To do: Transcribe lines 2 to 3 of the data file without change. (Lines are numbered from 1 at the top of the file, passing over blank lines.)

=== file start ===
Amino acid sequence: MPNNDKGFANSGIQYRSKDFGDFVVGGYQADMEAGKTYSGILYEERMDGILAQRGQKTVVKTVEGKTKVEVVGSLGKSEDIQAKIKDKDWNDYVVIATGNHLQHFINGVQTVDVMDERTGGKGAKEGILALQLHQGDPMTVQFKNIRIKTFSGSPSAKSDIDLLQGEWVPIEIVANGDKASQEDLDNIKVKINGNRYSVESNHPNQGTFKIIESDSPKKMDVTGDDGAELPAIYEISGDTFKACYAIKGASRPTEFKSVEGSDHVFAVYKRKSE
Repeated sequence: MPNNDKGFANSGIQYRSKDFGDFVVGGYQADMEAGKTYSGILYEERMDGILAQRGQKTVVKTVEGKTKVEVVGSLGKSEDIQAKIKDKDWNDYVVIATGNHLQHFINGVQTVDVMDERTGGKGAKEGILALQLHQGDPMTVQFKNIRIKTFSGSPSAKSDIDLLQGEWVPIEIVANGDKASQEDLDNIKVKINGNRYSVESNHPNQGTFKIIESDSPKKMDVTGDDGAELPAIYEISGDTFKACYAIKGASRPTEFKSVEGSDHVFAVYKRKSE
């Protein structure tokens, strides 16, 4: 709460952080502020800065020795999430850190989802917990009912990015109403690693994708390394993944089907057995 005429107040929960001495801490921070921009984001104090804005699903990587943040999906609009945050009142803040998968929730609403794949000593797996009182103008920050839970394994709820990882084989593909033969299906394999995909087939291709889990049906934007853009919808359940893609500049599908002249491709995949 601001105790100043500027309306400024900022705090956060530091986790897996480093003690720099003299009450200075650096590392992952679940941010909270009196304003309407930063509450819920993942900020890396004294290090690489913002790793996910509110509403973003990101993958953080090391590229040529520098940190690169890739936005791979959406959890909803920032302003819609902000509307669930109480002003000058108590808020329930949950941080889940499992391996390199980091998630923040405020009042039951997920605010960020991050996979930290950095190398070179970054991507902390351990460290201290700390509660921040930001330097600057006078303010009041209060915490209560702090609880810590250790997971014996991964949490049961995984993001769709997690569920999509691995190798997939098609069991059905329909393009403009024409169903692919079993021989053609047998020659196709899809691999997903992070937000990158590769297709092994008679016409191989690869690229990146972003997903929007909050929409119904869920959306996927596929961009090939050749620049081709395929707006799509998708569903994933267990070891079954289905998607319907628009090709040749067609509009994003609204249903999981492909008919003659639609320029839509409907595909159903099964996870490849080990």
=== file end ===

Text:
Repeated sequence: MPNNDKGFANSGIQYRSKDFGDFVVGGYQADMEAGKTYSGILYEERMDGILAQRGQKTVVKTVEGKTKVEVVGSLGKSEDIQAKIKDKDWNDYVVIATGNHLQHFINGVQTVDVMDERTGGKGAKEGILALQLHQGDPMTVQFKNIRIKTFSGSPSAKSDIDLLQGEWVPIEIVANGDKASQEDLDNIKVKINGNRYSVESNHPNQGTFKIIESDSPKKMDVTGDDGAELPAIYEISGDTFKACYAIKGASRPTEFKSVEGSDHVFAVYKRKSE
């Protein structure tokens, strides 16, 4: 709460952080502020800065020795999430850190989802917990009912990015109403690693994708390394993944089907057995 005429107040929960001495801490921070921009984001104090804005699903990587943040999906609009945050009142803040998968929730609403794949000593797996009182103008920050839970394994709820990882084989593909033969299906394999995909087939291709889990049906934007853009919808359940893609500049599908002249491709995949 601001105790100043500027309306400024900022705090956060530091986790897996480093003690720099003299009450200075650096590392992952679940941010909270009196304003309407930063509450819920993942900020890396004294290090690489913002790793996910509110509403973003990101993958953080090391590229040529520098940190690169890739936005791979959406959890909803920032302003819609902000509307669930109480002003000058108590808020329930949950941080889940499992391996390199980091998630923040405020009042039951997920605010960020991050996979930290950095190398070179970054991507902390351990460290201290700390509660921040930001330097600057006078303010009041209060915490209560702090609880810590250790997971014996991964949490049961995984993001769709997690569920999509691995190798997939098609069991059905329909393009403009024409169903692919079993021989053609047998020659196709899809691999997903992070937000990158590769297709092994008679016409191989690869690229990146972003997903929007909050929409119904869920959306996927596929961009090939050749620049081709395929707006799509998708569903994933267990070891079954289905998607319907628009090709040749067609509009994003609204249903999981492909008919003659639609320029839509409907595909159903099964996870490849080990």